Editor’s note: This opinion piece by Roxanna Zalesny was in response to writer Joe Mathews’ March 17 opinion piece about Bethel Church – “Redding church practices what it preaches – it helps address community needs” – published in the San Francisco Chronicle. Zalesny’s opinion piece was also published on March 22 in the San Francisco Chronicle: “Open Forum: Bethel is why I chose to leave Redding”.
Zalesny granted aNewsCafe.com permission to publish her letter to the editor, which contains additional words that were not included in the S.F. Chronicle version.
If Joe Mathews is going to report on issues in and around other communities, it would seem reasonable to take the time to understand the topic more in depth. His column highlights many of the things Bethel has done and is doing in Redding, but it begs the question: “Why?” Many Redding residents are not so thrilled about Bethel’s ever-increasing presence in the community.
Redding’s population is largely hardworking Christian people living in a city that has lost its identity and any hope that its leadership will address the very real social issues that plague their daily lives.
Nearly anyone can be manipulated by the promise of a better tomorrow or simple answers to complex problems. The people of Redding’s focus on what Bethel is doing for them is unfortunately preventing them from asking what they might be doing to them.
Journalism’s goal should be to assist with providing a more comprehensive view of the facts so those unable or unwilling to question or investigate issues will have a clearer picture.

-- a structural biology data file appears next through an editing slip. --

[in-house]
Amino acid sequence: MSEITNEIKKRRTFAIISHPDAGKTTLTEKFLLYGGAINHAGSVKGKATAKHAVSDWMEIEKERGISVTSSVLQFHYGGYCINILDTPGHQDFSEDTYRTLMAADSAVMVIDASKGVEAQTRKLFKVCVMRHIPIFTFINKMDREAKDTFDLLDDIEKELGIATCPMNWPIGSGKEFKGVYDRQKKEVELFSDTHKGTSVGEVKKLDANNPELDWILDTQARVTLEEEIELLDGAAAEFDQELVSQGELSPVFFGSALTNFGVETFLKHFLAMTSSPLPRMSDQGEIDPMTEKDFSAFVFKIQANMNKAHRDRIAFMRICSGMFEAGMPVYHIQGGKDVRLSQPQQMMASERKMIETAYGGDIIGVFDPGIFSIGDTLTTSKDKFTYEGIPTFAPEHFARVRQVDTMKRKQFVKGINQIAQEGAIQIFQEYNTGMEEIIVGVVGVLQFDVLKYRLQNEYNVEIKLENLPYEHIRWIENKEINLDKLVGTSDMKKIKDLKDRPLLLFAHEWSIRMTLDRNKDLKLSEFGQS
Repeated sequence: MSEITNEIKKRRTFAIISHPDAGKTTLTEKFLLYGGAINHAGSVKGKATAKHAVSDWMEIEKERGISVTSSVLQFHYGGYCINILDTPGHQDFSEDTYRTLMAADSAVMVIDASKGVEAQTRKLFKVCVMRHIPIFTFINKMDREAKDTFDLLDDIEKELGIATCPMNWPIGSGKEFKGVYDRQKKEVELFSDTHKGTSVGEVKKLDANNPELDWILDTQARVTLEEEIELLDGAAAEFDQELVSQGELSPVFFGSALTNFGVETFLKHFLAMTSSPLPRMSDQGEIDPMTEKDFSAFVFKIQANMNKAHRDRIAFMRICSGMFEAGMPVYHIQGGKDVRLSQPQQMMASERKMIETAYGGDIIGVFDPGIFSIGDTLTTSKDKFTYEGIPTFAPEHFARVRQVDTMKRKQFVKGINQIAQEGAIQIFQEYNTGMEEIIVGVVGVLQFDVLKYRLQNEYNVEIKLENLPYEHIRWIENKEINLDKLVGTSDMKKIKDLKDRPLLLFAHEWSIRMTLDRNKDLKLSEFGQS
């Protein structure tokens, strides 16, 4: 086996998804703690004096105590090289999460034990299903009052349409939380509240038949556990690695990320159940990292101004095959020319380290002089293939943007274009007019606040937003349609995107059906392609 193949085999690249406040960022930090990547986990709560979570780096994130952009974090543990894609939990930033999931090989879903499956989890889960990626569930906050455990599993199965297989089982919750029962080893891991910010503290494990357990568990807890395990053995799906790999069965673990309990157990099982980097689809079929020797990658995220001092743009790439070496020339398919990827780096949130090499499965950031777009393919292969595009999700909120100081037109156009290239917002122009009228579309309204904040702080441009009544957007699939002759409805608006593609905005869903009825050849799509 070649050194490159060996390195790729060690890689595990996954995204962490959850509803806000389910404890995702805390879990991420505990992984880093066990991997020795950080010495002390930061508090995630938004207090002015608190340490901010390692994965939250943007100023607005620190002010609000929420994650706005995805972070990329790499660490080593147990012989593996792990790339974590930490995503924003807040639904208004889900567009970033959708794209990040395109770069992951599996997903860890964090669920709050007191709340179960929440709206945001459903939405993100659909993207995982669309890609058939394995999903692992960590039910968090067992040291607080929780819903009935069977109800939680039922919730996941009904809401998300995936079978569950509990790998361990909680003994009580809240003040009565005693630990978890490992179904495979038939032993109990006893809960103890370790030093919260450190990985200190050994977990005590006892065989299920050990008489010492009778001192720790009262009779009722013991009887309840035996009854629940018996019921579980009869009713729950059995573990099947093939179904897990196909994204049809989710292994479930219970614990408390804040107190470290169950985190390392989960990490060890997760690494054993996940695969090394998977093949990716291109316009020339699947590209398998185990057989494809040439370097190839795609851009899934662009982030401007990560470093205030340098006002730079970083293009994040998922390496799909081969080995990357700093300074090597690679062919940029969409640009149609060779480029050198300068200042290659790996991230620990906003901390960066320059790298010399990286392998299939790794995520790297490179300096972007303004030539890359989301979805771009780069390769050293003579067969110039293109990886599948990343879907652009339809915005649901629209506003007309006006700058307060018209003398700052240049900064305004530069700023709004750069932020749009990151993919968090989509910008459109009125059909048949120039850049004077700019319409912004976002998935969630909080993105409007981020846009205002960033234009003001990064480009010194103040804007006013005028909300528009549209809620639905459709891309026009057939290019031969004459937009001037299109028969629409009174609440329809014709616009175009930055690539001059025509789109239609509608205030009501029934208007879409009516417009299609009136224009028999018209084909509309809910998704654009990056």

I recently chose to leave Redding after nearly 50 years in this community, where I raised my family and where many I love remain. I left almost entirely because of Bethel and the city’s passive complicity in the real factors that ail Redding.
Did you wonder why Bethel gave $500,000 for law enforcement but not homeless shelters, drug programs or LBGTQ programs? Have you considered the damage of Bethel’s view that homosexuality is a sin and should be cured through conversion therapy causes? Have you reviewed the view on this issue of professional boards that govern mental health practices?
Did anyone ask what happens to the hundreds of people who come from all over the world to have their serious mental or medical illness “healed”? When they don’t believe “strongly enough” to be healed, they end up on the streets of Redding, sick, alone and far from home. Please do some research.
Begin with the “seven mountain mandate,” which teaches that the church should take control of seven important aspects of society, and the New Apostolic Reformation (a growing movement in the U.S.). Review Bethel’s history in the nearby community of Weaverville (Trinity County). Look at the net worth of Bethel’s leader, Bill Johnson. Ask some questions. Find the answers.
I hope the people of Redding wake up and hold Bethel’s leadership and the city’s leadership accountable before it’s too late. Responsible journalism could help them. I am one who has joined many who have the option to leave. Someone should look at that trend as well.
Other concerns I have are that Bethel attracts uneducated, unskilled people, for low pay; driving down pay and edging out Redding youth from entry-level jobs.
They’re buying and renting much of the available housing, driving up housing costs. My recent sale is a perfect example. I had two offers on my home initially. One was from a professional woman who had just moved here after accepting a position at Shasta Community Health Center. Bethel bots came along and offered $15,000 over asking price. If I were wealthy or I wasn’t moving out of the area, I would never have engaged with Bethel at all. But I had no choice. I’ll probably always feel awful about it.
Roxanna Zalesny is a licensed clinical social worker, formerly of Redding.